As the search for a better battery grinds on, a lot of the attention is focused on potential cathode materials. Nickel is one possibility that shows a lot of promise – its drawback is that it is unstable and tends to have destructive reactions with the electrolyte.
Now a team of scientists from the Brookhaven and Lawrence Berkeley National Laboratories and SLAC National Accelerator Laboratory say they’ve found a way to avoid this problem. In a paper published in the journal Nature Energy, the researchers explain how a battery cathode with a hierarchical structure can protect the reactive material from degradation.
Brookhaven Lab physicist Huolin Xin described “a particle structure that has two levels of complexity where the material is assembled in a way that it protects itself from degradation.”
The scientists created a powder composed of lithium, nickel, manganese, and cobalt. Repeatedly heating and cooling the powder triggered the formation of nanosized particles that self-assembled into larger spherical, sometimes hollow, structures.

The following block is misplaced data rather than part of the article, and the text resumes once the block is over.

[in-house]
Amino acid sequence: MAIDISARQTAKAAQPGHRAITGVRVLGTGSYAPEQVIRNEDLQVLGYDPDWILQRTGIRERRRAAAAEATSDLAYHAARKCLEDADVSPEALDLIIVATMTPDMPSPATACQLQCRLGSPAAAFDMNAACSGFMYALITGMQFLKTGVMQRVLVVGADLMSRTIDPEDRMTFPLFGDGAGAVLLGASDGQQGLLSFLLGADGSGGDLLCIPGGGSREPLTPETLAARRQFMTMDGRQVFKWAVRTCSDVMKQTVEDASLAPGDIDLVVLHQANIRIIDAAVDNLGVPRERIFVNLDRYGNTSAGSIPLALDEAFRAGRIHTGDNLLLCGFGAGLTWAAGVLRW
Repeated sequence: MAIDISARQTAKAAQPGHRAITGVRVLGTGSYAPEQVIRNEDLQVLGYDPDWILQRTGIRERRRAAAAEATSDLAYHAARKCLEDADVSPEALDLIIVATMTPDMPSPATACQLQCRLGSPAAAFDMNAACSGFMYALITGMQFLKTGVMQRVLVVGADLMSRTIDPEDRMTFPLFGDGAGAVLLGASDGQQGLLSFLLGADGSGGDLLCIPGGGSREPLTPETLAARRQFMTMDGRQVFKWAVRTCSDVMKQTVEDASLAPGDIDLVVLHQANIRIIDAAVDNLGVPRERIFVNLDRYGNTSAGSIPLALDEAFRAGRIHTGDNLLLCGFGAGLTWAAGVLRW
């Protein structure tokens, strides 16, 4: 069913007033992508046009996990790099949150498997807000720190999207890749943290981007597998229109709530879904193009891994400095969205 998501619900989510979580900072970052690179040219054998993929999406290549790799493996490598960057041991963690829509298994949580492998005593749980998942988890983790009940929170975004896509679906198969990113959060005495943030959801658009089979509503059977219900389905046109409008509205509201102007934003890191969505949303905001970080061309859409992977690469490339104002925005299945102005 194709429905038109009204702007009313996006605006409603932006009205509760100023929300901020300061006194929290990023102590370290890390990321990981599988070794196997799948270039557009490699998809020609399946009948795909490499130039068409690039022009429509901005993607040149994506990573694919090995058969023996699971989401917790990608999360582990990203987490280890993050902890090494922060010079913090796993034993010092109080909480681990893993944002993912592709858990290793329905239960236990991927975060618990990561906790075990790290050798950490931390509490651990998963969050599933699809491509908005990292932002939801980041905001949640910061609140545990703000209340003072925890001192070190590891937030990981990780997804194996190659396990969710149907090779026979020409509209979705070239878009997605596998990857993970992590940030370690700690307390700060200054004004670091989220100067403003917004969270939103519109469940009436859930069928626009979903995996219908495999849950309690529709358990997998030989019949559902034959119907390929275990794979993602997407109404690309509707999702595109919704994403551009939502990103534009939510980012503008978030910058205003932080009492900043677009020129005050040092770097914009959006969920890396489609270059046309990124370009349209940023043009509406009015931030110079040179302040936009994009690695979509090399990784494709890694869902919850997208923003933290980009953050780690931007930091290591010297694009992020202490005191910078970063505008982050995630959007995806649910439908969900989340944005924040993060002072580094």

“The manganese layer forms an effective barrier, like paint on a wall, protecting the inner structure of the nickel-rich ‘bricks’ from the electrolyte,” said Huolin Xin.
But how were the lithium ions still able to enter the material to react with the nickel? The scientists found that the particles had facets like the cut edges of a crystal, which allowed them to pack tightly together to form coherent interfaces. But there was a slight misfit between the two surfaces, with the atoms on one side of the interface being slightly offset.
“The packing of atoms at the interfaces between the tiny particles is slightly less dense than the perfect lattice within each individual particle, so these interfaces basically make a highway for lithium ions to go in and out,” Xin said.